Within the scope of the Ebro Resilience Strategy, a total of 260 kilometers of the river are being studied, divided into sections. The main priority of these studies is to evaluate the current protection of urban centers for floods with a return period equal to or less than 25 years. In addition to this main objective, potential damage in non-urban areas will be studied for floods with a 10-year return period, as well as other additional objectives specific to each section (essential services, communication routes, environmental values, protected species, etc.).
Study sections (own elaboration).
Digital terrain model
The first step is the development of a digital terrain model (called a DTM) that reproduces the current situation (the equivalent of a model but in a digital environment). It is important that the digital model faithfully reproduces the conditioning factors of the river section under analysis, for which the following work is carried out.
First, the terrain is reproduced on a large scale, using topography. LIDAR (acronym for Light Detection and Ranging or Laser Imaging Detection and Ranging), which consists of scanning the terrain using aerial means (normally a light aircraft is used for large areas, but drones are commonly used). This scanner obtains digital reproductions of the terrain with an accuracy of 20 centimeters in plan and 15 centimeters in height, which are treated in the office to eliminate vegetation and other elements not useful in the study (electrical networks, automobiles, people, animals, etc.) obtaining a reproduction of the ground.
Next, the topography of the most important elements for the study is obtained, such as: the crown of the dikes, walls, breakwaters, bridges, drains, relief channels, safety perimeters, roads, etc. This work has been carried out using classical surveying methods. Combining LIDAR data with topographic data reduces the overall error.
The above methods have the disadvantage that they are not able to obtain data from the ground beneath the water. This has been the main drawback encountered in previous flood studies. Technology is now available to obtain the topography of the river bed in a continuous manner. As a novelty for these studies carried out within the framework of the Ebro Resilience Strategy, aquatic means equipped with sonar have been used to collect topographic data of the riverbed (bathymetry), incorporating these data into the study.
With all this combined information, the digital terrain model (DTM) is elaborated. DTMs make it possible to analyze the possible morphological imbalances of the section under study and to objectively determine the areas of the riverbed where erosion and sedimentation processes occur.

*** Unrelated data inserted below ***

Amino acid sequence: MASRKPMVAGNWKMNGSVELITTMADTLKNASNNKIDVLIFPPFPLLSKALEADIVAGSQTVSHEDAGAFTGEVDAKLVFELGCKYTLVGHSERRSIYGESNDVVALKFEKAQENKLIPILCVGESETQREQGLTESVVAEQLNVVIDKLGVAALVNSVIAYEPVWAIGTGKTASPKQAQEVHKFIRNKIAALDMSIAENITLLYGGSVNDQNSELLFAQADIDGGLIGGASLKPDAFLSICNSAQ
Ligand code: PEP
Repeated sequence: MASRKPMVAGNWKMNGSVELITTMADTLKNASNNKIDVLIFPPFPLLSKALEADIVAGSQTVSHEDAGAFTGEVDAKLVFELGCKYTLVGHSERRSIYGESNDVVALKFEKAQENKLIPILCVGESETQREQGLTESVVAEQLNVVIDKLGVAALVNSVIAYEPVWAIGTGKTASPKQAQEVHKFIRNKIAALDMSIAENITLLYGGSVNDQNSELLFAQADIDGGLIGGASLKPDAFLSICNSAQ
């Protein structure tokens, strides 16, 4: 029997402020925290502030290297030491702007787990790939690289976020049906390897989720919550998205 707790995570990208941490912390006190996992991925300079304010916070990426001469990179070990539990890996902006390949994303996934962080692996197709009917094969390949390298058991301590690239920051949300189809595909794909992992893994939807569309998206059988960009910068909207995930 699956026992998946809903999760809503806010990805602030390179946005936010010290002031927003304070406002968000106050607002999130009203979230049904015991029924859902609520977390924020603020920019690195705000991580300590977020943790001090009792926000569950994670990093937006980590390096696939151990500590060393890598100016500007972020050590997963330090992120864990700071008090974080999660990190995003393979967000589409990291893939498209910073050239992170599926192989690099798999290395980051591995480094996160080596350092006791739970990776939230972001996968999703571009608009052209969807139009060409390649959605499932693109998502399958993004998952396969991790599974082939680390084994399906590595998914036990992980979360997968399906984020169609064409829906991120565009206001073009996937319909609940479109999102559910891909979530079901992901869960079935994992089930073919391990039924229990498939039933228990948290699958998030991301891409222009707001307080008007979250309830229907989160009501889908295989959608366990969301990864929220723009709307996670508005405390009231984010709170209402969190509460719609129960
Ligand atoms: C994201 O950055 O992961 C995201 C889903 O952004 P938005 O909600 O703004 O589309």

The next step of the study is the analysis of flooding episodes. To perform this work, the following are used hydraulic modelsThese consist of a computer tool that applies a given flow on the DTM and reproduces the effects of the flood, determining the magnitude of the flood and providing the height and velocity that the water sheet would reach at each point of the terrain. It would be the equivalent of pouring water into our model.
These computer tools require a process called calibration to adjust the results obtained to the characteristics of the section under study. In this case, the floods of April 2018 and December 2019 have been reproduced in the computer tool and by comparing the results obtained with the aerial photos of these floods, the parameters of the hydraulic model are adjusted, so that the flood spots in reality and in the simulation coincide sensibly.
Once the hydraulic model has been configured and calibrated, the target flood is reproduced, in this case the one corresponding to a return period of 25 years in urban areas and the 10-year return period flood for non-urban areas.
The results of the hydraulic model make it possible to analyze the way in which flooding occurs, determine the points of overflow, indicate the points of the defenses that suffer the greatest stress and show the path of the waters once they have overflowed, among other factors.
These models also have their limits. They consider the terrain to be rigid and, consequently, do not reproduce the breaks in the defenses when they are overflowed. Their optimum performance is in long distances and they lose precision in local phenomena. Nor can they predict random events such as falling trees, sudden breaks in defenses, open ditches, terrain alterations made after the data were taken, etc.
Once the results of these floods have been evaluated for the current situation, different action alternatives are studied, individually and in combination, selecting those that produce the desired effects and discarding the least favorable or counterproductive ones.
For this purpose, the digital terrain model is modified to incorporate the desired performance and the design flood is reproduced again. The software determines the variations in water height and flow velocity between the current situation and the variant under analysis for each point of the model. By analyzing these parameters, it is determined whether the action improves the current situation or not and, based on this, this line of work is continued or it is necessary to open new avenues of study.